With Gallardo back in the fold, Melvin still has more candidates to start (Kyle Lohse, Matt Garza, Wily Peralta, Mike Fiers, Jimmy Nelson and Tyler Thornburg the others), so he could move one as part of an upgrade attempt. He's also got a fourth outfielder capable of starting in Gerardo Parra, who endured a down year at the plate (.261/.308/.369) but is an award-winning defender who's won't turn 28 until next May. He'll get a raise from $4.85 million in his final year of arbitration eligibility, making him a pricey reserve on a budget-conscious team — though like Lind, he's among the roster's rare lefties, so he won't be unloaded except to fill another need.
With Broxton in and K-Rod out as far as closer, the team could use righty setup support, given that Brandon Kintzler (4.8 K/9) doesn't miss bats, Thornburg (6.4 BB/9) can't always find the plate, Jim Henderson (2.4 HR/9) can't keep the ball in the park and Jeremy Jeffress (32 IP) has never completed a full season in the majors. They'll also need another lefty if not Duke or Gorzelanny.
Bottom line: The Brewers appear to have the pieces necessary to contend for a playoff spot, particularly if Ryan Braun and Jean Segura can rebound, but they do need finishing touches and could stand to parlay another surplus into an upgrade at another position.
Results: 76-86 (.469)
Third-Order Record: 75-87 (.462)
The Reds picked up their $10 million option on Johnny Cueto, a no-brainer given his 2.25 ERA over an NL-high 243 2/3 innings, both career bests. They declined a $4 million option on Hannahan, paying him a $2 million buyout after a season in which the 34-year-old infielder was limited to 50 plate appearances due to offseason labrum surgery on his right (throwing) shoulder. They also declined their end of a $9.5 million mutual option on Ludwick, choosing to pay a $4.5 million buyout whose payment is deferred without interest. The far more useful Santiago earned $1.1 million while hitting .246/.343/.324 in 214 PA and spending considerable time at second base, shortstop and third base.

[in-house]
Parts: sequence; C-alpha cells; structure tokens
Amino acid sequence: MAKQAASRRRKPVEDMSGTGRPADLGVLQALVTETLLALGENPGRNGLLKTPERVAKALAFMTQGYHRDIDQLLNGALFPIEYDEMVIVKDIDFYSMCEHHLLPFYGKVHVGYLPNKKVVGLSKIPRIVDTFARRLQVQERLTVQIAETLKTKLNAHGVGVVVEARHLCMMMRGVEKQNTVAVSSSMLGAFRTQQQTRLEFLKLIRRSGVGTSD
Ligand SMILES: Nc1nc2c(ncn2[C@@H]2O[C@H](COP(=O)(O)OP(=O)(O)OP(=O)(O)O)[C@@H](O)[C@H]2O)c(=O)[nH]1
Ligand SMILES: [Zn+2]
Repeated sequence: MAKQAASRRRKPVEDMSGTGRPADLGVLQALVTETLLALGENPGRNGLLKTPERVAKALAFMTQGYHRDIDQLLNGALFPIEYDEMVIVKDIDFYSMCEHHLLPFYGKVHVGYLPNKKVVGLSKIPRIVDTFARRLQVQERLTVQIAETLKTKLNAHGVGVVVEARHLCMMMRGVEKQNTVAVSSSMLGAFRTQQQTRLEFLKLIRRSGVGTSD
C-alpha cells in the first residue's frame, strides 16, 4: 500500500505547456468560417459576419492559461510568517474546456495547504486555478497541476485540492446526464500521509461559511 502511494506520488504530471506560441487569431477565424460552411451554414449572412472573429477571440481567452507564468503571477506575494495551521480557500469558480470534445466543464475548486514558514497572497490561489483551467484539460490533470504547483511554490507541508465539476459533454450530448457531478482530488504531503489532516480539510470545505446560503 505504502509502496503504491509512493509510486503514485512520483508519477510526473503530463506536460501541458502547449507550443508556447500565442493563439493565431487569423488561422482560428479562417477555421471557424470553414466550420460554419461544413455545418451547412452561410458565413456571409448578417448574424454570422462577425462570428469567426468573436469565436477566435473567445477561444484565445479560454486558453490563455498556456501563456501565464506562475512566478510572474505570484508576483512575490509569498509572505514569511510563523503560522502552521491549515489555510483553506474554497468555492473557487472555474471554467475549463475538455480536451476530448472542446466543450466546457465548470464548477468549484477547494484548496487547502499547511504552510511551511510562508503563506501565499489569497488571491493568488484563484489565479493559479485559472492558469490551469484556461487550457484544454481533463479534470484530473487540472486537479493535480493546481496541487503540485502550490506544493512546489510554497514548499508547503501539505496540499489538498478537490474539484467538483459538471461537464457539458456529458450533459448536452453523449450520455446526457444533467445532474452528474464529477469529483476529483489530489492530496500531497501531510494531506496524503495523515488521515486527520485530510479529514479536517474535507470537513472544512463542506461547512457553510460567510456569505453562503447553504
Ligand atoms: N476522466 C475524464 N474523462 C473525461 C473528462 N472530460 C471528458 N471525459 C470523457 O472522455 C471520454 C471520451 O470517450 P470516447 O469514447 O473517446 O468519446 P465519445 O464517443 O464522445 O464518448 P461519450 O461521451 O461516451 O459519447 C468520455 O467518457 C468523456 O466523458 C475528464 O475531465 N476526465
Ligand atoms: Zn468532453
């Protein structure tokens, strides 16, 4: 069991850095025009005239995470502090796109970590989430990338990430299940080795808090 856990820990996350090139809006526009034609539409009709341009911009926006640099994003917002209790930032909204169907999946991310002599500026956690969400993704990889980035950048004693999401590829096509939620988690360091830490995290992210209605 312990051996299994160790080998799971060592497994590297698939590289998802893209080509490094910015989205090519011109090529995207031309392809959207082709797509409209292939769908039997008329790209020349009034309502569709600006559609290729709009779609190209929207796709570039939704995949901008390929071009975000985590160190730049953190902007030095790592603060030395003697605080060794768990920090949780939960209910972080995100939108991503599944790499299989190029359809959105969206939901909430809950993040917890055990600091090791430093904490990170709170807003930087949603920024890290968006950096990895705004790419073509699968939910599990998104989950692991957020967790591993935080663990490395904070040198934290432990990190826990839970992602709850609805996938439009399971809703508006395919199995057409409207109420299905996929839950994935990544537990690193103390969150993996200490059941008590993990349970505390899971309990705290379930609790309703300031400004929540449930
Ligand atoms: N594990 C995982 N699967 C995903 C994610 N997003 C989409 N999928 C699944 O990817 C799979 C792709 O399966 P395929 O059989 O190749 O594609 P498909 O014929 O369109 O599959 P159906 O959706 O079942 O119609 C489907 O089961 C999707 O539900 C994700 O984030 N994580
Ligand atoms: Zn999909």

Targets: Payroll flexibility, leftfield
The Reds scored 103 fewer runs in 2014 than 2013, dropping from third in the league to third-to-last in the process. Some of that can be chalked up to injuries that cost Joey Votto and Jay Bruce both playing time and effectiveness, some to unwarranted optimism over how much production Ludwick, Brandon Phillips and the light-hitting Zack Cozart and Billy Hamilton could provide. Ludwick is gone, and GM Walt Jocketty will have to seize the opportunity to add more offense at that spot, since Phillips is still owed $39 million over the next three seasons and both Cozart and Hamilton are young, inexpensive, and strong enough defenders to justify regular play — if not the latter's leadoff spot, given his .292 on-base percentage.